Wash out

Proper Screen Reclaiming

Although most print shops consider reclaiming screens a mundane, less skilled job, it’s one of the most important steps in screen printing. Many of the issues that print shops have with screens can be resolved at the reclaiming process, and taking the time to properly reclaim screens improves productivity and results in a better final print.


Let’s start with the equipment. Many screen print professionals use a home-grade electric power washer they bought from the local hardware store. These power washers are typically 1400 to 2000 psi and are meant for occasional household chores, such as cleaning the driveway and washing the car.

These machines lack ample pressure and aren’t meant for daily use, six to 12 hours per day. They eventually burn up and are typically replaced every six weeks to six months. Although these machines are only about $100, it’s less expensive and more efficient to buy a commercial power washer, which costs around $700 and is built for everyday use.

Along with using a good-quality pressure washer, it’s important to use a backlit screen booth when reclaiming. Again, don’t skimp on cost and purchase a booth without some sort of light fixture mounted to the back. The reclaimer should be able to clearly see while working. Without a backlit booth, the reclaimer can easily overlook small pieces of emulsion and other contaminants that may be left in the screen.


The cleanliness of the screens and booth has a serious effect on the final stencil, as well. I’ve visited numerous shops where you can’t pick up a screen without getting ink all over your hands. Not only will this ink eventually leave fingerprints and smudges on the final print but it also causes contamination in the degreasing process. To avoid this, wipe down the frames of the screens before stripping away the emulsion and consider cleaning the inside of the booth during the last 10 minutes of each day. If the frames and booth are both full of ink, tape, and residue, there’s a good chance the reclaimer will recontaminate the screens during the degreasing process when all of that grime is blown around in the final rinse.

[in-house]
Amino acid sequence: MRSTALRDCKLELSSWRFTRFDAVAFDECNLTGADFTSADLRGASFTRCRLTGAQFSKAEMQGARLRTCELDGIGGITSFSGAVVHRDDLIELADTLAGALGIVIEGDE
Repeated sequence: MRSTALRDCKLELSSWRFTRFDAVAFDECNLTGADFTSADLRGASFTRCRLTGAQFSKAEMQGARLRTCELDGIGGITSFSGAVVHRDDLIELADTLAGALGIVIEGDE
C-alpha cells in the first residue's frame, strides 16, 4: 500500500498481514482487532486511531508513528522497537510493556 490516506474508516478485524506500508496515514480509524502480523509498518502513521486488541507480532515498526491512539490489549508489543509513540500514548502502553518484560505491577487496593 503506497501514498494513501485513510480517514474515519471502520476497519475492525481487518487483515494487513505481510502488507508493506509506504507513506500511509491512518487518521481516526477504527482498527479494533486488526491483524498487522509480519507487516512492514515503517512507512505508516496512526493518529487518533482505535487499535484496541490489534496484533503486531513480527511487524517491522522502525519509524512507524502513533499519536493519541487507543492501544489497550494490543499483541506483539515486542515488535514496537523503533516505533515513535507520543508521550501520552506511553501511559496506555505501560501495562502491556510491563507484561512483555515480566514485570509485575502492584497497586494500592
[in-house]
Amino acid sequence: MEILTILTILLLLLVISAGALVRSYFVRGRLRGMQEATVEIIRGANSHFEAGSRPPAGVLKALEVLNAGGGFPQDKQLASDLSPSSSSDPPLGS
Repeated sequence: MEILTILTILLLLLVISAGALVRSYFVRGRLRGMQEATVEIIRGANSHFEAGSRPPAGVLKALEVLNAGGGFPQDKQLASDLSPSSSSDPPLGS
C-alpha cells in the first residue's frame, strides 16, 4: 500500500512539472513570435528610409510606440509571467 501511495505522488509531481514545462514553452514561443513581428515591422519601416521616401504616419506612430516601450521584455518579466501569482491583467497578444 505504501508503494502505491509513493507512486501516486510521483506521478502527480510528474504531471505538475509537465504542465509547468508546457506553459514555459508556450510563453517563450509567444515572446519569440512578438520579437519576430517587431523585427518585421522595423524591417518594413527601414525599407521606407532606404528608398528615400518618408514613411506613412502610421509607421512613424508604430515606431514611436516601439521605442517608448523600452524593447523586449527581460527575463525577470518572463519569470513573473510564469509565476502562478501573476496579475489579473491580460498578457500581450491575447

I find that a three-part process works well for cleaning. The process includes first breaking down the ink, then removing the emulsion, and finishing with degreasing. Start by scrapping any excess ink that was left behind by the printer. After that, spray the screens with an ink degrader, scrub both sides of the screens, and then rinse with a power washer.

Next, strip the emulsion from the screen. We use a concentrated chemical that recommends a mix of 25 parts water to one part emulsion remover. However, we want to reclaim as many screens as possible each day, so we actually only dilute the mix 10 parts water to one part emulsion remover. At this rate, one person can effectively reclaim 100 screens in an eight-hour shift. Once the emulsion is stripped, we scrub both sides of the screen with a high-quality degreaser. After rinsing again, the screen is ready for storage in an environment free of dust and other potential contaminants.

If a “ghosted” image is embedded in the screen, you should also use a dehazer. Essentially, a ghosted image is stained into the mesh. This can affect your final stencil and should be removed. But don’t regularly use a dehazing agent because it’s a harsh chemical that can shorten the life of the mesh.

If any of the three processes are skipped or performed incorrectly, excess pinholes can appear in the final stencils. Typically, degreasing is the culprit. Be sure that the screens are degreased properly and rinsed thoroughly, which will most likely take care of the pinhole issue. Reclaiming screens may not rank as the most glamorous side of the process, but it goes a long way in rewarding your shop with better prints and a more efficient business.